Catfish are one of the most commonly angled fish in the United States. Not only are these bottom feeders delicious to eat, but they can also be incredibly fun to catch.
With species weighing more than 100 pounds, these fish make up the staple of a variety of seafood dishes throughout the culinary world.
Ranging from small backwoods ponds to the coastal waters of the Gulf of Mexico and Atlantic seaboard, catfish can often be found on the end of an angler’s line at some point during the fishing trip.
Problems often arise during the hook’s removal process and transition to release or into the icebox. In this article, we cover how to hold and handle a catfish safely.
How to Hold a Catfish
Any angler who’s been stuck by a catfish before nose that removing a hook from a catfish is trickier than it looks. Catfish have minuscule sharp spines along their pectoral and dorsal fins that easily penetrate human flesh, but there’s a safe way to avoid this thing.
Anglers looking to avoid being stuck can wrap their fingers around the catfish’s body from the top, behind the fins, and out of reach of the spines to avoid the sting.
By safely and properly placing their hands in this location, anglers may hold and handle even large catfish without being stuck.
The following is a detailed explanation of how you hold a catfish.
Locate the spines on the fins
You should know the location of these before attempting to grab a fish to prevent the small, sharp spines from puncturing your hand. On both the dorsal fin and pectoral fins (behind and sides of the head) are spines that are potential puncture hazards.
To prevent your hands from being penetrated by spines that carry a low amount of hemolytic toxins in a non-lethal dose (a toxin that is anti coagulant o human blood), never grab in front of the spines.
Note: Despite many common misconceptions, the catfish’s whiskers are not dangerous and are used to locate food like little fingers searching the bottom.
Holding a catfish
When holding a catfish, you should have your hand wrapped around its back. The webbing between the fingers and the thumb should be placed behind the dorsal fin.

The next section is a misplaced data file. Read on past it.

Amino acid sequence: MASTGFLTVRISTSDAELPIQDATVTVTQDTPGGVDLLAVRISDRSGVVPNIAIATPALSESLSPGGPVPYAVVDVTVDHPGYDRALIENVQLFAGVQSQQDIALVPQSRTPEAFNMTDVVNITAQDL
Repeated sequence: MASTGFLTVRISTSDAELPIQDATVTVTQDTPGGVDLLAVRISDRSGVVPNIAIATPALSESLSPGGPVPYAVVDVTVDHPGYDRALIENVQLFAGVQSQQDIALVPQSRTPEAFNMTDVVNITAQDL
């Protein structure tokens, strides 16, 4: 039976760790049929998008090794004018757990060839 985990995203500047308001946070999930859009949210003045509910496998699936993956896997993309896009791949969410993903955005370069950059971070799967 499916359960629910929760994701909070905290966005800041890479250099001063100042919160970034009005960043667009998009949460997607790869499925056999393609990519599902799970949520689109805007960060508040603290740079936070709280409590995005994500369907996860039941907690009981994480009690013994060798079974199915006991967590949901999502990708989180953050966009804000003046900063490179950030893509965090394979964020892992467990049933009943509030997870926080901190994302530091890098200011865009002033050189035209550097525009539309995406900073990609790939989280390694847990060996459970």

When a catfish is taken out of the water, its spines will stand up, and the dorsal fin can then serve as a wedge against which the hand can be placed to prevent movement.
Because it’s safer to place the hand behind the spines rather than in front, which reduces the risk of inadvertently puncturing your hand, cautiously grasp behind the pectoral fins with your thumb and forefinger beneath these fans pointed towards the mouth.
To avoid being poked, keep them safely tucked behind and acquire a better hold by sliding your fingers as close to the fish’s belly as possible while maintaining pressure through your palm on the back of the fish.
If you’re unable to grasp the fish from above, as previously referenced, gripping the catfish from underneath is a safer alternative.
Scoop the catfish up from the bottom with the thumbs behind and beneath the pectoral fin on one side and the remainder of your fingers on the other in the same configuration.
Secure the fingers that wrap around behind the pectoral and dorsal spines in a firm grip, ensuring that any movement does not shake them loose and puncture your hand.
There are bones between the pectoral fin that are solid enough to provide a firm purchase on a catfish. Applying direct pressure to these bones can create a better grip on a wriggling medium size catfish that doesn’t want to be manhandled.
Larger catfish requires a slightly different technique to manage their body weight and musculature of these big creatures.
With larger catfish, the front and back technique is the most successful way to grip them. In this case, grabbing the catfish by its bottom jaw will immobilize the head, while gripping just under the gills or closer to the back from beneath immobilizes the body.
This technique is not as successful with smaller catfish due to the less surface area to grip and their dexterity.
With larger catfish, their heavier weight can be manipulated to immobilize them by locking the head down with a grip on the lower jaw and the second hand stabilizing the body closer to the tail.